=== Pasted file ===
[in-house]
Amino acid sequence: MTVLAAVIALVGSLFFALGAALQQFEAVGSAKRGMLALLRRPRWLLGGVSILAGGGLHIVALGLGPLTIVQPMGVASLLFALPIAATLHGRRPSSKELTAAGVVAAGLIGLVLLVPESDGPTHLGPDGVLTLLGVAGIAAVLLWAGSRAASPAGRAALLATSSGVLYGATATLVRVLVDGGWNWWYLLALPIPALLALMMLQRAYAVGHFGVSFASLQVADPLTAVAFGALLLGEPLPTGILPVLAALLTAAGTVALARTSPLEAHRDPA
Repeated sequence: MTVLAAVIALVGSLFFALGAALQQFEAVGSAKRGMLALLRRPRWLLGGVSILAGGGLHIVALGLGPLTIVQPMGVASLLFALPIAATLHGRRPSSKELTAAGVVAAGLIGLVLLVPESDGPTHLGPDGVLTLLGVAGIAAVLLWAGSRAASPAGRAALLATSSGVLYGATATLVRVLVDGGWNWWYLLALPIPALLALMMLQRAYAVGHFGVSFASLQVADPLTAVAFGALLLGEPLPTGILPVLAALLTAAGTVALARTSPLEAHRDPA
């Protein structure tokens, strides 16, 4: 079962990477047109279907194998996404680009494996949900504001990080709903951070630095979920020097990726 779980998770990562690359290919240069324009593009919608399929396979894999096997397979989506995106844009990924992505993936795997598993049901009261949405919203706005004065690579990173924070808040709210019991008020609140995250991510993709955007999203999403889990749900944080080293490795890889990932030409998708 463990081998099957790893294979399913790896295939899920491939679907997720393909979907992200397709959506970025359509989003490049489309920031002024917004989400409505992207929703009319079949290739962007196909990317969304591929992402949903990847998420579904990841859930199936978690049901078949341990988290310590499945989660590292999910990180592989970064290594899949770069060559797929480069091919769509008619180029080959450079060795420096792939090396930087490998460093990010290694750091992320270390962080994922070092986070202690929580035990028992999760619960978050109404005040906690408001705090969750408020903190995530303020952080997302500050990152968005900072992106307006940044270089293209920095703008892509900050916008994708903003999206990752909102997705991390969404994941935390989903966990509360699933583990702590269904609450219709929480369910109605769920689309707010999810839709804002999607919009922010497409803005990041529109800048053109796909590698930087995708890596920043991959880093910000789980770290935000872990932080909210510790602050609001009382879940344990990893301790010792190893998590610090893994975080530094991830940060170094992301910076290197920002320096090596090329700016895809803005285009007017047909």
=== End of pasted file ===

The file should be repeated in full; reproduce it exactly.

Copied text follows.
[in-house]
Amino acid sequence: MTVLAAVIALVGSLFFALGAALQQFEAVGSAKRGMLALLRRPRWLLGGVSILAGGGLHIVALGLGPLTIVQPMGVASLLFALPIAATLHGRRPSSKELTAAGVVAAGLIGLVLLVPESDGPTHLGPDGVLTLLGVAGIAAVLLWAGSRAASPAGRAALLATSSGVLYGATATLVRVLVDGGWNWWYLLALPIPALLALMMLQRAYAVGHFGVSFASLQVADPLTAVAFGALLLGEPLPTGILPVLAALLTAAGTVALARTSPLEAHRDPA
Repeated sequence: MTVLAAVIALVGSLFFALGAALQQFEAVGSAKRGMLALLRRPRWLLGGVSILAGGGLHIVALGLGPLTIVQPMGVASLLFALPIAATLHGRRPSSKELTAAGVVAAGLIGLVLLVPESDGPTHLGPDGVLTLLGVAGIAAVLLWAGSRAASPAGRAALLATSSGVLYGATATLVRVLVDGGWNWWYLLALPIPALLALMMLQRAYAVGHFGVSFASLQVADPLTAVAFGALLLGEPLPTGILPVLAALLTAAGTVALARTSPLEAHRDPA
């Protein structure tokens, strides 16, 4: 079962990477047109279907194998996404680009494996949900504001990080709903951070630095979920020097990726 779980998770990562690359290919240069324009593009919608399929396979894999096997397979989506995106844009990924992505993936795997598993049901009261949405919203706005004065690579990173924070808040709210019991008020609140995250991510993709955007999203999403889990749900944080080293490795890889990932030409998708 463990081998099957790893294979399913790896295939899920491939679907997720393909979907992200397709959506970025359509989003490049489309920031002024917004989400409505992207929703009319079949290739962007196909990317969304591929992402949903990847998420579904990841859930199936978690049901078949341990988290310590499945989660590292999910990180592989970064290594899949770069060559797929480069091919769509008619180029080959450079060795420096792939090396930087490998460093990010290694750091992320270390962080994922070092986070202690929580035990028992999760619960978050109404005040906690408001705090969750408020903190995530303020952080997302500050990152968005900072992106307006940044270089293209920095703008892509900050916008994708903003999206990752909102997705991390969404994941935390989903966990509360699933583990702590269904609450219709929480369910109605769920689309707010999810839709804002999607919009922010497409803005990041529109800048053109796909590698930087995708890596920043991959880093910000789980770290935000872990932080909210510790602050609001009382879940344990990893301790010792190893998590610090893994975080530094991830940060170094992301910076290197920002320096090596090329700016895809803005285009007017047909």